Orleans Parish School Board approves $42 million budget

Update, 9:36 p.m. The story has been updated to reflect the board’s budget approval.

The Orleans Parish School Board approved a near $42 million general fund budget* today, close to a 5 percent decrease since last year.

The decrease mainly stems from (1) a drop in expected costs associated with the August merger of McDonogh No. 35 Senior High School and the Architecture, Design, and Engineering Preparatory High School, (2) a reduction in workforce implemented earlier this year and (3) an expected drop in workers compensation claims, School Board officials said.

As the taxing and bonding authority for all the parish’s public schools, the School Board distributes revenues it receives to some schools it doesn’t govern. At their meeting, board members voted to pass nearly $132 million to the Recovery School District and independent charters, and $71 million to its 12 charters. Members also signed off on a short-term $50 million loan to cover costs until tax collections come in early next year.

In the district’s general fund, worker compensation costs decreased by 48 percent, or sightly more than $1 million compared to last year, due to fewer people claiming benefits. Salaries decreased by 2 percent, or a little more than $360,000, due to a reduction in force implemented earlier this year. The workforce reduction was prompted by budget cuts and the impending merger of McDonogh 35 and the Architecture, Design and Engineering Preparatory High School, school board comptroller Wayne DeLarge said.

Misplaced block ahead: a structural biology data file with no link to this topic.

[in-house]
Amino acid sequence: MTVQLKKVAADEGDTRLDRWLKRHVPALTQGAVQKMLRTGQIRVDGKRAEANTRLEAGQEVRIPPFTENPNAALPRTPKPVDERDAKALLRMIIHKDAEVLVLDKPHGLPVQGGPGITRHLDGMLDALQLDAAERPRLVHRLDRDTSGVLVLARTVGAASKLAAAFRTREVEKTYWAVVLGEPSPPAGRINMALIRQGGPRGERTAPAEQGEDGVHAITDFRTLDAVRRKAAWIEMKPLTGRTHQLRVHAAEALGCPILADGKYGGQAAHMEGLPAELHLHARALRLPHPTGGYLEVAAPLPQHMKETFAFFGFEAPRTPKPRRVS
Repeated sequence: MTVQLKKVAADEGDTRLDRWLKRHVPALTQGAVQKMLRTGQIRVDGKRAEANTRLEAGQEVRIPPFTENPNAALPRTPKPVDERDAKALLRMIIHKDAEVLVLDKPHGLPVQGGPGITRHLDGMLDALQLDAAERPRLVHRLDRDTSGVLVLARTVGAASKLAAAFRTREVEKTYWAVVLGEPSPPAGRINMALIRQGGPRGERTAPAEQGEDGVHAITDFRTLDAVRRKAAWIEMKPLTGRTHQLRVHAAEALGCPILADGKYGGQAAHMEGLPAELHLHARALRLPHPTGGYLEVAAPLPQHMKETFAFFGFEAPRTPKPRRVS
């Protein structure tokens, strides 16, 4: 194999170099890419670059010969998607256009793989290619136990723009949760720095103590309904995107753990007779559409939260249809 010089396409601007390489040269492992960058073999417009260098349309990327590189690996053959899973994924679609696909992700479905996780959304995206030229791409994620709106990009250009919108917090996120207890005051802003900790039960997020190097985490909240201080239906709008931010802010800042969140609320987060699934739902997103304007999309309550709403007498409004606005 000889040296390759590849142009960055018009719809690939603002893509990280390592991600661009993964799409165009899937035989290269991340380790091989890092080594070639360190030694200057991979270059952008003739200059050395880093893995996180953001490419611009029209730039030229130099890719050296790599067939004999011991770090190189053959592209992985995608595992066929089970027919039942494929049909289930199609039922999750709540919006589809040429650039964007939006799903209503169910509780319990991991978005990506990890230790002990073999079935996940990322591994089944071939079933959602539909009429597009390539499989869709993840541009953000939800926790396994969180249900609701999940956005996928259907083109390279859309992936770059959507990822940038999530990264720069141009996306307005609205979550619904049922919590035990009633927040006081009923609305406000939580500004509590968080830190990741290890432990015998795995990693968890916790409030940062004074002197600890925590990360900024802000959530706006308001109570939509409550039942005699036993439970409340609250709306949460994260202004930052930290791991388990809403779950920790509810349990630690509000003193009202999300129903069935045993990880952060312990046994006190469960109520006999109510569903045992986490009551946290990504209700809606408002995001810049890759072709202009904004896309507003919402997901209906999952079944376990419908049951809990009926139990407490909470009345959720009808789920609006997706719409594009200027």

Projected transportation costs are down nearly $400,000, or 11 percent, also as a result of the merger. Finally, to balance the budget, DeLarge said the district cut funding for materials and supplies by nearly $500,000, a 60 percent reduction compared to last year.

As usual, the district is setting aside a reserve fund of $500,000 to cover unexpected costs, if any.

The speedy public hearing drew only one comment from the audience. Matt Segraves, policy manager at Tulane University’s Cowen Institute, asked why the board appeared to have set aside $8.4 million from its general fund balance to pay off debt.

DeLarge said the cash was not, in fact, coming from the general fund balance. Debt services has its own fund balance, marked as such on the budget documents, he said. The question sparked an animated response from School Board officials, including Superintendent Stan Smith.

“I don’t question any of the other entities when they dip into their fund balance for the appropriate reason,” Smith said, referring to budget practices among charter school boards. The Recovery School District and charter schools start the year with guaranteed revenue sources, as long as their enrollment numbers hold steady, he pointed out, but the parish school board is  dependent on its property tax dollars, which are more volatile, he said.

The board also passed a resolution, similar to one it passed before approving last year’s budget, acknowledging that its 12 charters passed budgets prior to Thursday’s gathering, and that the board was essentially signing off on those budgets.

*NOTE: There are two errors on the budget released to the general public, DeLarge notes. The FY 2012 Amended Budget incorrectly reads the FY 2013 Amended Budget, and the line item for “building” should be plugged in with the “custodian/building repairs” line item.


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